That was another great episode for Space Brothers, but it’s hardly surprising. This show is the one I take for granted, the one that simply delivers in quiet but brilliant fashion week after week. This entire arc has been a striking example of the right way to write a character-driven series – and when I say character-driven, I mean it. The basic premise is a good one, but all of the drama inside those sealed pods has come from five people interacting with each other. There’s no safety net with these characters – if you don’t totally buy into them as people, the series doesn’t work for this entire arc. But thanks to the patient development they’ve been given, they’ve all emerged as complicated and believable individuals who feel as real as old friends. And damn, it’s going to be hard to say goodbye.
It’s remarkable how emotionally invested I’ve become in this group – I’ve had a lump in my throat for most of the last two episodes. I think the success of Team A is a testament to what happens when you go into a situation with an open mind. These candidates are obviously all different – different in terms of background, goals, strengths and weaknesses. They aren’t free of judgment – there are certainly times when their individual quirks drive each other crazy – but ultimately they’re remarkably accepting of each other, warts and all. I think it’s a fundamental question of whether you like other people or dislike them, as simple as that sounds – and this group ultimately proved that what unites them could trump what divides them. As you’d hope any astronaut would, they took a challenge and chose to treat it as an adventure and as a result, all of them not only enjoyed their isolation but ended it as better people than when they started.
One interesting moment happened early in the episode, where Mutta exhorted himself “Don’t think – focus!” and in doing so, summed himself up perfectly as a character (Aunt Sharon certainly spotted this in him early on). Anyone who carries the burden of overthinking life surely recognized themselves in that moment, and this is the essence of Mutta – the man with formidable mental skills who can’t stop thinking two steps ahead even when he needs to focus on the present (and as such, a marked contrast to his brother – and mother). And when we finally see Mutta turn his focus on one thing, we see the results – he shatters Nitta’s record of treadmill maths and finally manages to escape “Onii-san” on the very last day.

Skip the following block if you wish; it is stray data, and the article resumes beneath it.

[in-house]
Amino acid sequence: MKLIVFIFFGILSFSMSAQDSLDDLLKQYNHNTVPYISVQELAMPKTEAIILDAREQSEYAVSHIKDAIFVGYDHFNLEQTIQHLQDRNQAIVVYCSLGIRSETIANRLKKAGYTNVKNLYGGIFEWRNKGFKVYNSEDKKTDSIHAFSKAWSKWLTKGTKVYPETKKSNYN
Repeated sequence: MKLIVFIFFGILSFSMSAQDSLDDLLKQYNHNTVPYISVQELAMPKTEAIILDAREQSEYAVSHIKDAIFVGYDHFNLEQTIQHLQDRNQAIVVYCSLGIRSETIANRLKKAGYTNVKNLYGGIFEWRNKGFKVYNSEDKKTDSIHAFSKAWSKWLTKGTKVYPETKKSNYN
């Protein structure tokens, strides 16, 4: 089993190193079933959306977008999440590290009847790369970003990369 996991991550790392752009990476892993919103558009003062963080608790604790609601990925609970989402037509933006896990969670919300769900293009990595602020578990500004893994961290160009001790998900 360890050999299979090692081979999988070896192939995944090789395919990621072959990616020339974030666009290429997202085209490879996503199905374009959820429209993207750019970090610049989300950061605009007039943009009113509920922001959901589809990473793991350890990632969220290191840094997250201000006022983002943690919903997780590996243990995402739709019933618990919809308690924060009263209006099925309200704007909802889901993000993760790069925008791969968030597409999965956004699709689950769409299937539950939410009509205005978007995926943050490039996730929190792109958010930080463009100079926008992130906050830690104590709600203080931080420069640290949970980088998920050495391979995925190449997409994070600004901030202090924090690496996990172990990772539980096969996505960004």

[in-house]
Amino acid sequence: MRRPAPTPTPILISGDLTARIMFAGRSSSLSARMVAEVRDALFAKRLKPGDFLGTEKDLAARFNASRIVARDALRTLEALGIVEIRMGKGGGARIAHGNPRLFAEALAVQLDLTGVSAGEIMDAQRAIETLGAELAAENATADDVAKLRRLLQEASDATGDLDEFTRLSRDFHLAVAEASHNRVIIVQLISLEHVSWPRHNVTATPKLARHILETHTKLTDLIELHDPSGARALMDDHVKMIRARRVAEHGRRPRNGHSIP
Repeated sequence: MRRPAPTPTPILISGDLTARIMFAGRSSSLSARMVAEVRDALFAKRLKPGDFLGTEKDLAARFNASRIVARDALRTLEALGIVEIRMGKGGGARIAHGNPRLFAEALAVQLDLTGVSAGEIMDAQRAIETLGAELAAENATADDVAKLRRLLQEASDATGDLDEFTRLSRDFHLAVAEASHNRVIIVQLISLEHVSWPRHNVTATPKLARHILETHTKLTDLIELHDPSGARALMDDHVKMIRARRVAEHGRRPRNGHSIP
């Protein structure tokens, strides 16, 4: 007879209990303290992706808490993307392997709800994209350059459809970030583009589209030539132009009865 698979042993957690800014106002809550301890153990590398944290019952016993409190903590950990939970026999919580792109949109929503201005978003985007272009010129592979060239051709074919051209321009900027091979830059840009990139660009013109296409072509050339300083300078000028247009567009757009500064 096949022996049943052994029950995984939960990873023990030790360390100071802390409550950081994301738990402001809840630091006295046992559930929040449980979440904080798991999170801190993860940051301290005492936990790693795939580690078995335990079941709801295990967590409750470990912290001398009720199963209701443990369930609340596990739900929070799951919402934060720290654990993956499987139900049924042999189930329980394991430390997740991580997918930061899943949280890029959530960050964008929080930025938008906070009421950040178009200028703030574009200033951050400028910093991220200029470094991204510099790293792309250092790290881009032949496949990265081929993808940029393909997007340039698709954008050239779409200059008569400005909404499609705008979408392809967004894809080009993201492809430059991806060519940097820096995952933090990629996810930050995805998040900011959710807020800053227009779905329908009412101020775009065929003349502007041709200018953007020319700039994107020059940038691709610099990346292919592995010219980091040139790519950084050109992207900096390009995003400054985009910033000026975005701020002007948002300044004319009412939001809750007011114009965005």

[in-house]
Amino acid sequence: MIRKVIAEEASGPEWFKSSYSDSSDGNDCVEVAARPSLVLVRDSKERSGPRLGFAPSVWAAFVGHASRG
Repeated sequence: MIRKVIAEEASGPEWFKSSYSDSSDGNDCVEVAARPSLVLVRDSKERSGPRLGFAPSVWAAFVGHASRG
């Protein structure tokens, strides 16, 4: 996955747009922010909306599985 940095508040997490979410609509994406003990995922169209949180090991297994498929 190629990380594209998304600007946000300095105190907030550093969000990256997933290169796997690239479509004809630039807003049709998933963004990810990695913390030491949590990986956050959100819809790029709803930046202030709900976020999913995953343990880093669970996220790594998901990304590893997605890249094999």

As hinted at in last week’s preview, Mutta suggests the team use Jan-ken-pon to choose their two representatives. Is this truly the fairest way? Well, it’s surely as Nitta says – JAXA will choose who they want, irrespective of what the teams decide. Still – I think, in essence, choosing this method is a kind of Kobayashi Maru method of cheating the system. The key isn’t the method, but that JAXA sees that it was the method. In leaving the selection to this they satisfy JAXA’s requirement without making a value choice themselves, and effectively state their case that all five of them are worthy and qualified. What’s interesting here is that when the moment of truth was bearing down, three of the candidates – Fukuda, Serika and Furuya – all focused on individual weaknesses, mostly their own. Furuya even secretly compiled a notebook of scores, à la Team B – and listed himself in last place (and was honest about it). Everyone surely had a reason why they might not have been the best choice, but in the end no one wanted to see what was in Furuya’s notebook. The experience the five of them shared in the pod made those scores moot (though JAXA surely kept scores of their own).
Ultimately all five of these people aren’t going to be chosen as astronauts, and it’s going to be mighty painful to say goodbye to the ones that don’t make it. Each of them shares a dream, and each candidate’s motivation is equally valid – but there are objective factors that seem to separate them. It was interesting seeing Furuya’s admission that he suffers from a complex, and that’s what’s driving him so hard to prove himself – but perhaps a bit too hard, even at that. Fukuda’s age is surely a valid concern, as he himself admits. Serika’s fixation with the soon to be decommissioned ISS might be an issue (though I don’t see it as one). And then there’s Nitta, still quite the mystery man of the group. Physically, perhaps, he’s the top candidate, and he has a sterling background. Yet he seems to have been swept along in the bow wave of solidarity that’s formed in the team rather than help create the momentum that gave birth to it. Will that count against him?
Of course there’s no drama in Mutta’s case – if he doesn’t move forward, there’s no show. Does he deserve to move forward? I would argue that he does, because in addition to his obsessive attention to detail, he’s also been the one member of the team that was consistently able to step outside the challenge of the moment and see the big picture. It was almost always Mutta who crafted solutions where none seemed obvious, and he always put the needs of the team as a whole first and foremost in his mind. For all his neuroses and self-doubt (which is a legitimate thing for JAXA to be concerned about) Mutta provides a rare combination of microscopic detail and an unorthodox and holistic perspective. He’s a unique individual, and if I were planning a space mission, he’s someone I’d want on my team.